There is something about American culture, we love high tech. I mean, we really love our gadgets. Tesla death rays that fry terrorists into Kentucky Fried Chicken? Sign us up! Americans love defense technology, from laser guided bombs, to night vision goggles, to more futuristic things like the so-called Iron Man suit. With the development of these technologies, the American soldier has been able to do things that no else can. We can see in the dark and fight at night, we can drop precision guided munitions, we have instantaneous communications systems, and get pin point accurate grid locations through GPS. While these high tech devices have made the US military more lethal, and more effective, I would argue that there is one unit in the Army that technology hurts just as much as it enables: Special Forces.
When a 12-man Special Forces ODA shows up in country, they bring with them some of the best kit that the United States can provide from night vision, to infrared lasers, to thermal imaging devices, and satellite communications systems. The local partner forces that these Special Forces men meet are no doubt impressed, even in awe, of the Americans and their futuristic weapons and equipment. Yet, they themselves are carrying dusty old AK-47’s, dry rotted canvas field gear, and have no idea what a map and compass even looks like. That’s no exaggeration, if you show the average person in Iraq or Afghanistan a topographical map (or overhead imagery) of their own hometown, they have absolutely no idea what they are looking at.
By comparison, the direct action mission carried out by Rangers, SEALs, and Delta Force is a relatively easy and straight forward. These units are equipped with the best weapons and gear which is standardized across the force. Tactics, techniques, and procedures are also standardized and common to every soldier assaulting the objective. This is not the case in an Unconventional Warfare environment.
Special Forces are intended to blend in with the local culture, working by, with, and through the indigenous people to fight a guerrilla war, or to stabilize a faltering government, in furtherance of US foreign policy objectives. As the Green Berets become more high tech the question becomes, how will they be able to relate to indigenous populations? Granted, Special Forces trains alongside and works with many host nation partners, not all of them are Afghan tribesmen. This huge gap in military and social culture does not exist when we work with the German, Colombian, or Israeli governments but is encountered when Special Forces engage in unconventional warfare in the Middle East, Africa, and Asia.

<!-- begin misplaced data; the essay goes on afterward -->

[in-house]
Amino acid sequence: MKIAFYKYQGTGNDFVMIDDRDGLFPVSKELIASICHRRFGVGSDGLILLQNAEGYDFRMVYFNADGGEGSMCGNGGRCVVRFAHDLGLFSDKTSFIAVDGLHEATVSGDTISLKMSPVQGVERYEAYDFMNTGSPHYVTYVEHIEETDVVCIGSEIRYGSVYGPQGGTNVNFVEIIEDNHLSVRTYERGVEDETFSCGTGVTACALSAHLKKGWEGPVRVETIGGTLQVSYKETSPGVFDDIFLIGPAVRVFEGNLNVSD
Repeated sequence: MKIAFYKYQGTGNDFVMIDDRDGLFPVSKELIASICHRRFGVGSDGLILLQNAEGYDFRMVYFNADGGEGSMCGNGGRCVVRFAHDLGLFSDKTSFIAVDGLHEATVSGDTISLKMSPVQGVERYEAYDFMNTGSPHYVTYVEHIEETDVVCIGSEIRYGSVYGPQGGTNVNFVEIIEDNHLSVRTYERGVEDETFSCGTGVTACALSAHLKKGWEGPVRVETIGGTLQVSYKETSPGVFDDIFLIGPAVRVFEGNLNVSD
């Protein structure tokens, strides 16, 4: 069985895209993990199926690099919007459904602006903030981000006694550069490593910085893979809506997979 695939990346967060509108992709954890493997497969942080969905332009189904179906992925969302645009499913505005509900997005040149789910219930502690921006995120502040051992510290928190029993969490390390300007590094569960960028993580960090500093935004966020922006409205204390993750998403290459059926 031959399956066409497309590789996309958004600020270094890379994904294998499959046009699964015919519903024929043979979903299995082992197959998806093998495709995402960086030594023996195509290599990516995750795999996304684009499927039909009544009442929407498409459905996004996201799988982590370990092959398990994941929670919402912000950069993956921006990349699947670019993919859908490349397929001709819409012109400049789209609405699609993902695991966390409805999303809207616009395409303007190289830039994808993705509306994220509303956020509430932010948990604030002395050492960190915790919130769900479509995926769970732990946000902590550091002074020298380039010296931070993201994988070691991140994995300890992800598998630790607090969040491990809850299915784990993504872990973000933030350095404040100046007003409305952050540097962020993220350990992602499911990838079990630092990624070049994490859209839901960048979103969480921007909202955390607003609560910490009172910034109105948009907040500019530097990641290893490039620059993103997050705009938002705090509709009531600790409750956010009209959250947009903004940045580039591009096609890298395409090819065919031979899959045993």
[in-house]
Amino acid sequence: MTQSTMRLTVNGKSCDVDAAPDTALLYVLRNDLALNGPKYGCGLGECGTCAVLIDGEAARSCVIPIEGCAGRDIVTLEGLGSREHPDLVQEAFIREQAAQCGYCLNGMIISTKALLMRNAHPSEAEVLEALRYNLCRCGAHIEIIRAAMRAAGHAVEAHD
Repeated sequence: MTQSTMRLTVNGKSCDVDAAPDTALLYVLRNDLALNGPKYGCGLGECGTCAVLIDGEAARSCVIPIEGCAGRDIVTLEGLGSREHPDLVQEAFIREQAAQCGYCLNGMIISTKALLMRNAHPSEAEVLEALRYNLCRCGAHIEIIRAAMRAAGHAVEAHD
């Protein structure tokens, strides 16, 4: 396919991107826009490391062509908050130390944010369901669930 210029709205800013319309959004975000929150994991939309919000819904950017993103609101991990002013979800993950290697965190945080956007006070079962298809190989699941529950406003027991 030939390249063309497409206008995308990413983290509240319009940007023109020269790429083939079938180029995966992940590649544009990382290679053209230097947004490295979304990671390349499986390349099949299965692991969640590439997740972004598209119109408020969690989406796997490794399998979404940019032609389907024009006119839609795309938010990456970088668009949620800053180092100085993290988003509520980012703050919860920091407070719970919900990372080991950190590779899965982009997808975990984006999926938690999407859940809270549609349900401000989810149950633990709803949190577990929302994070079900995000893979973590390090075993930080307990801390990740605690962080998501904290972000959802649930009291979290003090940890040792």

One problem is compatibility, or to use a doctrinal term, inter-operability. How does a high-tech American force work alongside a low-tech indigenous force? The 5th Special Forces Group soldiers who rode horses into combat showed us how it can work, with a mixture of high technology and low. In this case Green Berets with modern M4 rifles, night vision goggles, and encrypted radios rode on horseback with the Northern Alliance as they battled the Taliban. This was a positive example, but all circumstances may not reflect Afghanistan in 2001 from a military, political, or cultural point of view. At that time, the Afghans were just happy to have American help. As the years went on, Special Forces operations have not always been so successful.
In current and future operations, the indigenous people may be in awe of American technology, but it will not help solve their problems. Even if the United States government decides to transfer these military technologies to foreign forces we want to work with, that is no guarantee that those forces will properly and effectively employ those systems. America has a middle class and a public education system, and our military has a corps of non-commissioned officers. Many countries to do not, and it would be wrong to assume that the level of education in foreign countries is adequate to support a functioning western style military. Creating a mirror image of US Special Forces, to include Oakley sunglasses and velcro patches, is not the goal or desired end state.